School Inspections - A guide for parents
This document applies to all maintained schools, including special schools and pupil referral units. It also covers academies, city technology colleges, city colleges for the technology of the arts and some non-maintained special schools in England.
Why does Ofsted inspect schools?
We inspect schools to provide information to parents, to promote improvement and to hold schools to account for the public money they receive. School inspections are required by law. We provide an independent assessment of the quality and standards of education in schools, and check whether pupils are achieving as much as they can.
His Majesty’s Inspectors and Ofsted Inspectors (who in most cases are serving school leaders who inspect for Ofsted for an agreed number of days each year) carry out the inspections. All inspectors have been trained to, and assessed against, Ofsted’s standards.
When Ofsted has judged a school to be good or outstanding after a graded inspection, which is carried out under section 5 of the Education Act 2005, we will then normally go into the school about once every four years to confirm that the school remains good or outstanding and that safeguarding is effective. This is called an ungraded inspection, and it is carried out under section 8 of the Act. Ofsted does not give graded judgements on an ungraded inspection, but if we find some evidence that the school would now receive a higher or lower grade, we will carry out a graded inspection. Usually this is within one to two years of the date of the ungraded inspection, but if we have serious concerns about a school, for example in relation to safeguarding, we will deem the ungraded inspection a graded inspection immediately.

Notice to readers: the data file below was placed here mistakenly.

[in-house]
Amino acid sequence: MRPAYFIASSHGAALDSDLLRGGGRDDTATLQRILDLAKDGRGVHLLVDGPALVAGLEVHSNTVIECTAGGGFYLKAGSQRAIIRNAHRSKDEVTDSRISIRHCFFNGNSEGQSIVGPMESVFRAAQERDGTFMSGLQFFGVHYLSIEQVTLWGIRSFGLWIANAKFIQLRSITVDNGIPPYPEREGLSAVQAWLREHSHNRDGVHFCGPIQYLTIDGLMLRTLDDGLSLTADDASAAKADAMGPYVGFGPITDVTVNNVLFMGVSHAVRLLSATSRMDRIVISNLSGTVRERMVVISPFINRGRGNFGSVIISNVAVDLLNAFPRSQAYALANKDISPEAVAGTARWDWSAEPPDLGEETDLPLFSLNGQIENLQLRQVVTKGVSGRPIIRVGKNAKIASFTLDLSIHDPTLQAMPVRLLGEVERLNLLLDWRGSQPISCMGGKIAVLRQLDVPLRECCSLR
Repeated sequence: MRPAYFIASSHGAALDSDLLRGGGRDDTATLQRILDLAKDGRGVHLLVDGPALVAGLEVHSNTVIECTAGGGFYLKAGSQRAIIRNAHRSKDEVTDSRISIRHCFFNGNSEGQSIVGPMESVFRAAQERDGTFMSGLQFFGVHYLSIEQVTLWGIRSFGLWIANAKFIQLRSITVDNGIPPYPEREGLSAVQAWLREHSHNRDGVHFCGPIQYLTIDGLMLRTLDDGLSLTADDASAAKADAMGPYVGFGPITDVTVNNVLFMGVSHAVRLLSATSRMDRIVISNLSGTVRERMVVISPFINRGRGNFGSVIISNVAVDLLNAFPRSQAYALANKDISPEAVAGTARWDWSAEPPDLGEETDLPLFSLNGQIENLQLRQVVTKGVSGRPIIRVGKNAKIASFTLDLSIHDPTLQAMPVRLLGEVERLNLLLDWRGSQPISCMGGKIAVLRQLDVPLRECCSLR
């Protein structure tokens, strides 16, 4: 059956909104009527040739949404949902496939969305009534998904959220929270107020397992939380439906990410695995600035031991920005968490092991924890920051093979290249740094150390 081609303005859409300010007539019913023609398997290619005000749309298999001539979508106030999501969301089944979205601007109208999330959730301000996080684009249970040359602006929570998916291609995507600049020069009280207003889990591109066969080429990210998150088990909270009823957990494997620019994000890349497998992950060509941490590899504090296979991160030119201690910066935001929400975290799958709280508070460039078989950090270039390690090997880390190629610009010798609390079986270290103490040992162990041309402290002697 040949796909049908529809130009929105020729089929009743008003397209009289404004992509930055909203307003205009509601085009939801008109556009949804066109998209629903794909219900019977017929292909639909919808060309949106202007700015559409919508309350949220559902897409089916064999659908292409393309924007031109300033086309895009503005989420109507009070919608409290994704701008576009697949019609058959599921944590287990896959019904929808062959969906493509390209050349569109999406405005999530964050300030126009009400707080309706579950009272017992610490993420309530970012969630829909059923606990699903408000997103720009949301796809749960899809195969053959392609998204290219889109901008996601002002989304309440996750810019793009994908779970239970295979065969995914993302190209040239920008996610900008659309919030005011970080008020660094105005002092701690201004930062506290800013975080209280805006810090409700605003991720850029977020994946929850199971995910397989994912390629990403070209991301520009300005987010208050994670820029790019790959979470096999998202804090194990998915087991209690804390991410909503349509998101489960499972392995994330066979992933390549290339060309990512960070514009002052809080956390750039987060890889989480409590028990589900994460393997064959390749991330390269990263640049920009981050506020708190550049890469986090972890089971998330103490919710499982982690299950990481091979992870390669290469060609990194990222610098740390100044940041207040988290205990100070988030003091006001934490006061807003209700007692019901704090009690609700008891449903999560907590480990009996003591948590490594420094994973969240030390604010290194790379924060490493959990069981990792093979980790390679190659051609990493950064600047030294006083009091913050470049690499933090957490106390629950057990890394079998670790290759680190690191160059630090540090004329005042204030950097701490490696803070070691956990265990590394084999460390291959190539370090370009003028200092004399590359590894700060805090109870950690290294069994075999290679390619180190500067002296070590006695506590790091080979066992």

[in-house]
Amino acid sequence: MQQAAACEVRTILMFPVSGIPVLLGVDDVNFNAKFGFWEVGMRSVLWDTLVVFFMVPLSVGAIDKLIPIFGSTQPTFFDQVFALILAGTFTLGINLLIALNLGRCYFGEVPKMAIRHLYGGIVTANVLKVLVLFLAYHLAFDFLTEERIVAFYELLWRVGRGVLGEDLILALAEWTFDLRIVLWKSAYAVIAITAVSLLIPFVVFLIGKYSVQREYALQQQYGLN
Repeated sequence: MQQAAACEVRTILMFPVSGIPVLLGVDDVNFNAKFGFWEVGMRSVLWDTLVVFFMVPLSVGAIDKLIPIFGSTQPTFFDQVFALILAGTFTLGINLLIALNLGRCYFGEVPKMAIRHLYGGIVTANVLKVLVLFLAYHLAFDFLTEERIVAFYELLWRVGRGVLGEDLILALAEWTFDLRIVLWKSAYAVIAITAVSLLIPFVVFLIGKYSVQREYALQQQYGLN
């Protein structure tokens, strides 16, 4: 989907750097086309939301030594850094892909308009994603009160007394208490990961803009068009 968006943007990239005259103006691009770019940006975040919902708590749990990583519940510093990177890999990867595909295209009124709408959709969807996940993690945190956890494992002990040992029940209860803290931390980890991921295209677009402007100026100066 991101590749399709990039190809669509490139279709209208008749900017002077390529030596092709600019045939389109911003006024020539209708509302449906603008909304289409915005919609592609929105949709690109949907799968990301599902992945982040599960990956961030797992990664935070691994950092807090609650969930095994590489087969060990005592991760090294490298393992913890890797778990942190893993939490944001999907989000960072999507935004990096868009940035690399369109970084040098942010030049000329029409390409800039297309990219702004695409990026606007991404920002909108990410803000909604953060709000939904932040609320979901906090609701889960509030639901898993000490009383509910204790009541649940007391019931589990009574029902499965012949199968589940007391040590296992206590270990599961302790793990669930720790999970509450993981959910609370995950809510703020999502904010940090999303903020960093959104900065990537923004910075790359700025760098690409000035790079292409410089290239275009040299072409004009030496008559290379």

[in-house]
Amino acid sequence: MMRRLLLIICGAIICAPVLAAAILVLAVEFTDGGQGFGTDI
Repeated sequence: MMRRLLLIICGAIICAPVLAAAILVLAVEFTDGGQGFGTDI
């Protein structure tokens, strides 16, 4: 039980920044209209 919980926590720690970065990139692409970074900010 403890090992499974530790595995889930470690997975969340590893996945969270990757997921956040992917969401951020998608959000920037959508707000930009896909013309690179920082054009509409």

Although most good or outstanding schools will be inspected as outlined above, some good or outstanding schools will automatically receive a graded inspection instead of an ungraded inspection if our risk assessment process indicates that the quality of provision in the school may have deteriorated significantly, or if a school has undergone significant change, such as in its age range.
A school judged as requires improvement at its last inspection is a school that is not yet good but overall provides an acceptable standard of education. The school is inspected again within a period of 30 months. If a school has been judged as requires improvement at two successive inspections, it will be subject to monitoring from inspectors to check its progress and is inspected again within a period of 30 months.
Outstanding schools that were formerly exempt from routine inspections
Between 15 May 2012 and 13 November 2020, maintained primary and secondary schools and academies judged to be outstanding in their overall effectiveness at their most recent graded inspection were exempt from routine inspections. These schools are now once again subject to routine inspections. This also applies to academy converter schools that were formerly exempt because the overall effectiveness of their predecessor school was outstanding at its most recent graded inspection.
All formerly exempt schools will receive an initial graded or ungraded inspection before 1 August 2025. Those schools that received their last graded inspection before September 2015 will receive an initial graded inspection. Those that received their last graded inspection after this date will receive an initial ungraded inspection. If that ungraded inspection indicates that outstanding performance may not have been maintained, we will normally carry out a graded inspection within the next 12 months or as soon as possible thereafter and, in any event, before 1 August 2026. Beyond these initial inspections, future inspections for these schools will take place as set out in the section above.